If you are just asking a general native speaker's question about whether one is correct or not in certain contexts, Otherwise, here's a more technical answer for non-native speakers. They are both prepositions (as in, words that indicate position relative to something else). 'In' is for when the… object in question is inside something else. "Where are you? I'm in the concert hall already." This means that the speaker is inside the building, waiting for his or her friend. 'At' is more general. It can mean inside, but if you're not a native speaker of English, it's difficult to know when this is true, so just avoid it. Use 'in' if you mean inside. 'At' means that the object in question has arrived or is there. "Where are you? I'm at the concert hall already." Then means that the speaker has already arrived there, waiting for his or her friend. It could (but not always) mean the speaker is inside the building or standing in the parking lot. But he or she has already arrived at the hall, and is somewhere within the area. Technically speaking, 'at' is so general this could also cover the speaker standing on top of the building (replacing 'on') or in tunnels underneath the building (replacing 'below' or 'under'), but of course these are less likely. It does, however, lend to some comical moments in television or movies, if they person listening on the other end of the phone doesn't realize that 'at' might actually mean the speaker is dangling over the building in a helicopter. At times, though, 'at' specifically means not inside. It can kind of mean 'until'. As in: "I stopped at the gates to the estate." This means the speaker went up to the gates, then stopped, not going inside. Obviously, you can't really stop inside the gates - you can technically say that to mean that you stopped in the process of passing through them, but native speakers would probably choose to express that as "I stopped in the middle of the gates" . The intricacies of English are so difficult. It really depends upon context and which verbs are used. But that's a general idea of the difference. Here are a few more examples of changing out one for the other: "I found an office chair I liked in Staples." vs "I found an office chair I liked at Staples." Here they are completely interchangeable and mean the same thing. You would have to go inside the store to get the chair, so 'at' automatically also means 'in'. "I am at the lake." vs "I am in the lake." Here they mean totally different things. If you are 'at' the lake, you are sitting around it somewhere. If you are 'in' the lake, you are swimming in the water. ( Full Answer )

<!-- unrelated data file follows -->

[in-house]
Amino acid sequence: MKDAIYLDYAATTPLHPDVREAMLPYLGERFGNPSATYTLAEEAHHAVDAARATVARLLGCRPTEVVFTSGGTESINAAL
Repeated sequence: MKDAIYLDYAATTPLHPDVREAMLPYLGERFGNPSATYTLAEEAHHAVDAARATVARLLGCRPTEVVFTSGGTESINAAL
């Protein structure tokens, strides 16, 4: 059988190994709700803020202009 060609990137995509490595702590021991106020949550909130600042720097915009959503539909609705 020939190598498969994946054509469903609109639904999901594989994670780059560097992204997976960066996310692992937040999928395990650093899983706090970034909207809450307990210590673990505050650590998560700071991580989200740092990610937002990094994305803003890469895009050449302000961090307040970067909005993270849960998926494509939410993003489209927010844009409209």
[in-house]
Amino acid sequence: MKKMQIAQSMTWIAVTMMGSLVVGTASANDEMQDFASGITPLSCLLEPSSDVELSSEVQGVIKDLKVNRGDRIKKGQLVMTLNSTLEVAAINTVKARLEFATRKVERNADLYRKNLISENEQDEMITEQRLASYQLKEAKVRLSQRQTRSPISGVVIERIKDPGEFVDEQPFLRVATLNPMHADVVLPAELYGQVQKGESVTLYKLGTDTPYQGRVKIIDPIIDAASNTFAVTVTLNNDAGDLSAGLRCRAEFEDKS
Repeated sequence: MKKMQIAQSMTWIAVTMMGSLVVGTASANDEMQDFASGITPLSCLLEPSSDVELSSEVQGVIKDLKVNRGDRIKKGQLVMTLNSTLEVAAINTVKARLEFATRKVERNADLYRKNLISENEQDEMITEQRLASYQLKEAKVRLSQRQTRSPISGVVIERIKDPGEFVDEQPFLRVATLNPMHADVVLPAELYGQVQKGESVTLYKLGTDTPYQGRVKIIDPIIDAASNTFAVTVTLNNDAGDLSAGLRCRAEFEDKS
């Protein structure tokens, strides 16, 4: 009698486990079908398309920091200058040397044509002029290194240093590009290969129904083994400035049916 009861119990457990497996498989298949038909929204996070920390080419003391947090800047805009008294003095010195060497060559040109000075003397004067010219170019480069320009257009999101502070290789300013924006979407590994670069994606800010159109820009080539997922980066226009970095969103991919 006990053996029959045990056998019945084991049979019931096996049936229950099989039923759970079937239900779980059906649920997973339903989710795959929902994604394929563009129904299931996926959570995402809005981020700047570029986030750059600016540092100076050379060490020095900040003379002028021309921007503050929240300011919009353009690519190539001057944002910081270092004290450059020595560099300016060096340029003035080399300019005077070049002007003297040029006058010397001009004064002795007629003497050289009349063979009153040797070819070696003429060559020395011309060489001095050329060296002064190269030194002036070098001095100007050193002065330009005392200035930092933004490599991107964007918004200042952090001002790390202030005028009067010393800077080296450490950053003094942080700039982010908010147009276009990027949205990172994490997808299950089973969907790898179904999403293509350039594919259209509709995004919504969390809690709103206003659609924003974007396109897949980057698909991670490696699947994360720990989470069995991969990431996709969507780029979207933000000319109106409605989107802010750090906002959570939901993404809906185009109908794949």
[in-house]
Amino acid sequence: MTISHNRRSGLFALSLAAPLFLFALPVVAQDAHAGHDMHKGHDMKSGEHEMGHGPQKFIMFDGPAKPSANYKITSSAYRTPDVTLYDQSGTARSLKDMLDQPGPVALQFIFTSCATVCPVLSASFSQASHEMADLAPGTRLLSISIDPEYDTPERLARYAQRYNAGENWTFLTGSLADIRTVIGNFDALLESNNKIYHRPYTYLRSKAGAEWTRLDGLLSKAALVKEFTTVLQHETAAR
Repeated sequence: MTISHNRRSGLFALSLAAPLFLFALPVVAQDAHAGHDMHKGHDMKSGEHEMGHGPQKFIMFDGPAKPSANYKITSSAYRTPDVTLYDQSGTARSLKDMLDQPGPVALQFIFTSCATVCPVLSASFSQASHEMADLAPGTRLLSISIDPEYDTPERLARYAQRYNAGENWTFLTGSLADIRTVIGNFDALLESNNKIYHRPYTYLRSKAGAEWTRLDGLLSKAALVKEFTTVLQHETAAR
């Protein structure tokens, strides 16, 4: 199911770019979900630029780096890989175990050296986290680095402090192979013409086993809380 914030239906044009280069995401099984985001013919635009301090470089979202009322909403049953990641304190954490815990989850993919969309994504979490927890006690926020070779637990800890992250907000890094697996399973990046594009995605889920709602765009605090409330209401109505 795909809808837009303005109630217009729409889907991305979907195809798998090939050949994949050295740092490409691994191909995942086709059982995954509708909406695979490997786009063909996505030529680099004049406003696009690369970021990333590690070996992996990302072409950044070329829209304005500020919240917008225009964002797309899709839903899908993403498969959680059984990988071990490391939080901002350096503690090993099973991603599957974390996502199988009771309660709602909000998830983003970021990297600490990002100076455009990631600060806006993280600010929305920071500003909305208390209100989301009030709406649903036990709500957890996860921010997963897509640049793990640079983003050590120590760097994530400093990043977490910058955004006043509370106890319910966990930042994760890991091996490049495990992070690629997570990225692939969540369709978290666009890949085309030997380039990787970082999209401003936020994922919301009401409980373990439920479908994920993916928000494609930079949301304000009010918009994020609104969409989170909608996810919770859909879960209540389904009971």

The difference between that and what depends on how they are used. One example:. "That boy over there is very tall". "That" is in reference to a specific boy, the tall one. "That" is usually used to specify a particular person place or thing (noun).. "What boy?" When using "What" you are not speci…fying a particular boy, but asking which boy are we specifying. "What" is usually used to ask a question.. You may be asking the question due to hearing "what" used improperly in a sentence like "He is not the boy what I saw." In this case "what" was used in place of the proper choice of "that". ( Full Answer )
Were is a past tense of the verb to be. Where refers to location. Also, where has an h in it.
In actual use, probably none. Concise rules would frown on the pronoun splitting the negative verb pair "did not". In American English, the contraction is more common, "Didn't I say you would find nothing there?" It seems to carry the same import to say "Did I not say you would find nothing there?" …(inviting a confirmation) ( Full Answer )
"In to" should only be two words if it's part of a phrasal verb that ends with in (not into ), like the phrase jump in . When I ran into this question, I decided to jump in to answer it. Another example: "turn in" A) I turned my term report in to my teacher. - Correct B) I turned… my term report into my teacher. - Incorrect In sentence A, it's clear that I submitted my term report to my teacher. In sentence B, it sounds like I got my term report to transform into my teacher! Therefore, a knowledge of phrasal verbs is needed to decipher your question. Other phrasal verbs to which this may apply: break in, butt in, cut in, get in, give in, go in, hand in, kick in, put in, pull in, rush in, write in, zoom in For all the other verbs in the world, you can decide whether it's best to use either in or into , but usually not in to . I pour orange juice into my glass, not in to it. One exception of this is if "to" is part of its own verb infinitive (e.g. At the bank, he walked in to make ( inf. ) a deposit.). It's good to know if the "into" is followed a noun or a verb. It depends on if your verb is part of a phrase ending with in . You can cut into a checkout line, and you can cut into a piece of paper with scissors, but if you "cut in to" something, chances are you are interrupting or butting in, not using scissors. C) She came into the boutique. - Correct D) She came in to the boutique. - Awkward E) She came in to see what was on sale at the boutique. - Correct Sentences C and E are correct. In sentence E, "came in" is a phrasal verb and "to see" is a verb infinitive. There is a space between them because they are separate parts, whereas in sentence C, "into" is just a preposition in its own right. I have seen sentences like D in casual writing, but I assume it's just the writer's mistake. ( Full Answer )